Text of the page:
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How Putin Won Russian Presidential Election

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How Putin Won Russian Presidential Election

 

Vladimir Putin has won Russia’s re-election, claiming another six-year term as Russian president to extend his 25-year rule in a distorted election in which all serious challengers were wiped out before voting began.

 

With 50 percent of ballots counted, Putin’s tally stood at 87.3 percent of the vote, election officials announced. Turnout was 73.33 percent, according to the latest figures from Russian authorities.

 

Communist candidate Nikolai Kharitonov finished second with just under 4%, newcomer Vladislav Davankov third, and ultra-nationalist Leonid Slutsky fourth, partial results suggested.

 

This is the biggest share of the vote Putin has claimed in any of his five presidential election wins since his first in 2000. At 71, he is already the longest-serving Russian leader. 

 

Speaking after the early results were announced, Putin vowed to lead Russia to victory in achieving his goals, saying “nobody in history has ever succeeded” in suppressing the will of Russians. “They failed now and they will fail in the future,” he said.

 

Nikolai Petrov from the Chatham House foreign affairs think tank in London said the result made Russia a “totally consolidated autocracy.”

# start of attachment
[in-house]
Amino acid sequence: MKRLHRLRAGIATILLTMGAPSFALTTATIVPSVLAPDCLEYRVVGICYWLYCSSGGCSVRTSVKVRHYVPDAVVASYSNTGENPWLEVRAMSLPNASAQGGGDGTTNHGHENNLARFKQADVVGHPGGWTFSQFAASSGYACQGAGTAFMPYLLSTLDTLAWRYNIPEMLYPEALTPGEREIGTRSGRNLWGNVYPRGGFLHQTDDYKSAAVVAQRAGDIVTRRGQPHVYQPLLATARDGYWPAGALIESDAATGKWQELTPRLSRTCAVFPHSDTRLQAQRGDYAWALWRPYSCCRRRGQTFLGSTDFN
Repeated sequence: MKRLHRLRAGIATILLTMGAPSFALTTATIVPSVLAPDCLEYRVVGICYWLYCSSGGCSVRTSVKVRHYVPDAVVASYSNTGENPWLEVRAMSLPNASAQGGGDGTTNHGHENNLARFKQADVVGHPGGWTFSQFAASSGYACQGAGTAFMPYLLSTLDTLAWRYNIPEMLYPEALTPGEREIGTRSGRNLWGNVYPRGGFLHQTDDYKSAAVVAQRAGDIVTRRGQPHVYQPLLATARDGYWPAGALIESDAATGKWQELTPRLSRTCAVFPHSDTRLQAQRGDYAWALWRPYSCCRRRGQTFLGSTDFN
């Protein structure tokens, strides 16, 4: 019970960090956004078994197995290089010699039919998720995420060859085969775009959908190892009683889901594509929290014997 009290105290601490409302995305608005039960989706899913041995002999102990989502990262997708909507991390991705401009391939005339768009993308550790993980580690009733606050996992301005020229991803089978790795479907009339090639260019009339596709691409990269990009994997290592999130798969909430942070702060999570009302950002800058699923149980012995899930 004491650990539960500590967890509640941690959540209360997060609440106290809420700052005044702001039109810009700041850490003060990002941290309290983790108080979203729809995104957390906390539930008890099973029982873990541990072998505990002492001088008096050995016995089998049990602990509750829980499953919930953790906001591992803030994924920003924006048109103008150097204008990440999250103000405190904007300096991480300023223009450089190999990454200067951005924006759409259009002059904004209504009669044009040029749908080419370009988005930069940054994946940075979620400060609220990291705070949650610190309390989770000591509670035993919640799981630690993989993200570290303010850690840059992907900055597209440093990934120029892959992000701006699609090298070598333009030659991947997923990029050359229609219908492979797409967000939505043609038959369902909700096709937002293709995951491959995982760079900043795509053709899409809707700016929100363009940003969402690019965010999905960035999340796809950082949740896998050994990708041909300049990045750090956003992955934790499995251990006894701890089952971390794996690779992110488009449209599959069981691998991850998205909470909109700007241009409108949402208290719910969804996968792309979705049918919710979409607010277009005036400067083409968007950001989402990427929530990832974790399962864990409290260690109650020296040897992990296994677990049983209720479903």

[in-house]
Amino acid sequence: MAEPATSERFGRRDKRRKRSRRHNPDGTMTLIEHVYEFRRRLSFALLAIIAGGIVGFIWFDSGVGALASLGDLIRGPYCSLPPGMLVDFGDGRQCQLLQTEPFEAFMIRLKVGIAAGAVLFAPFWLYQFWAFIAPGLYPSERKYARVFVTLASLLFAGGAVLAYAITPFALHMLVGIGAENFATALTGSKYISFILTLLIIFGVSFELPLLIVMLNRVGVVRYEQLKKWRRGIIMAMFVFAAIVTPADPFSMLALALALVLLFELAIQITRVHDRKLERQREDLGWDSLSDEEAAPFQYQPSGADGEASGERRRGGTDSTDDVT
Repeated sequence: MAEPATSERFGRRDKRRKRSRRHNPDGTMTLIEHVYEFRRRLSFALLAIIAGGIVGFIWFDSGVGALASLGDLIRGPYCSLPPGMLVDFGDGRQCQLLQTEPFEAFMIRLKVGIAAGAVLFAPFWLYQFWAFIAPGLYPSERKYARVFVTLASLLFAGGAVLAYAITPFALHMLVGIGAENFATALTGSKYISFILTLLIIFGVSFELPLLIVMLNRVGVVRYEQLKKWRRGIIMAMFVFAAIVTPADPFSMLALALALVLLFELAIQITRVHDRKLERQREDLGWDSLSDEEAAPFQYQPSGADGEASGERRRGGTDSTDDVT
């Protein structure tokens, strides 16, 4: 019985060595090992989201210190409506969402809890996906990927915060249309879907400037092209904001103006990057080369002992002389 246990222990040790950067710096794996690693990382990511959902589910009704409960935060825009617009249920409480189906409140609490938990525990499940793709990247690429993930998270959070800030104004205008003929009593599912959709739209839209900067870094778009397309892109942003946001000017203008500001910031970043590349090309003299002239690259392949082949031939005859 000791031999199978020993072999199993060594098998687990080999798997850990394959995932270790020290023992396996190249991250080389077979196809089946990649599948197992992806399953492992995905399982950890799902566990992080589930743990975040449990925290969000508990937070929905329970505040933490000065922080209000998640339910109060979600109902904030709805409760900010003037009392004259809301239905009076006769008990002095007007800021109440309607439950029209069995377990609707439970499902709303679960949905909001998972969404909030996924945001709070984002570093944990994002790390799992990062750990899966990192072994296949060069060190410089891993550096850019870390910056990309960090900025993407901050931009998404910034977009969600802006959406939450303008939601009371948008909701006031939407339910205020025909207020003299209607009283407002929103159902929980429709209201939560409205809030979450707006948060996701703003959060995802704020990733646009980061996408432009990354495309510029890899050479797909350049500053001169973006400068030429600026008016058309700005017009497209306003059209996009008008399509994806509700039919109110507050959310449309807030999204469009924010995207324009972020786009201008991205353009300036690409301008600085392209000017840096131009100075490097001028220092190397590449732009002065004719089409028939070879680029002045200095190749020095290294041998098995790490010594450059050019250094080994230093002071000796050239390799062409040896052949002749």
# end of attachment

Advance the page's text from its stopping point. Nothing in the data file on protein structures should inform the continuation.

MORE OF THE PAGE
VP Shettima Meets Russia's President Vladimir Putin
Shettima-Putin

The Russian president’s win occurred despite calls from the supporters of his most prominent opponent, the late Alexei Navalny, who urged their fellow citizens to come out at a “Noon against Putin” protest to voice their dissent against his government.  

 

Putin told reporters he regarded Russia’s election as democratic and said the Navalny-inspired protest against him had had no effect on the election’s outcome.

 

In his first comments on his death, he also said that Navalny’s passing had been a “sad event” and confirmed that he had been ready to do a prisoner swap involving the opposition politician.

 

Whether his re-election was democratic, Putin criticised the U.S. political and judicial systems.

 

“The whole world is laughing at what is happening (in the United States),” he said. “This is just a disaster, not a democracy.”

 

“…Is it democratic to use administrative resources to attack one of the candidates for the presidency of the United States, using the judiciary among other things?” he asked, making an apparent reference to four criminal cases against Republican candidate Donald Trump.

 

SOURCE: LINDA IKEJI

 

 

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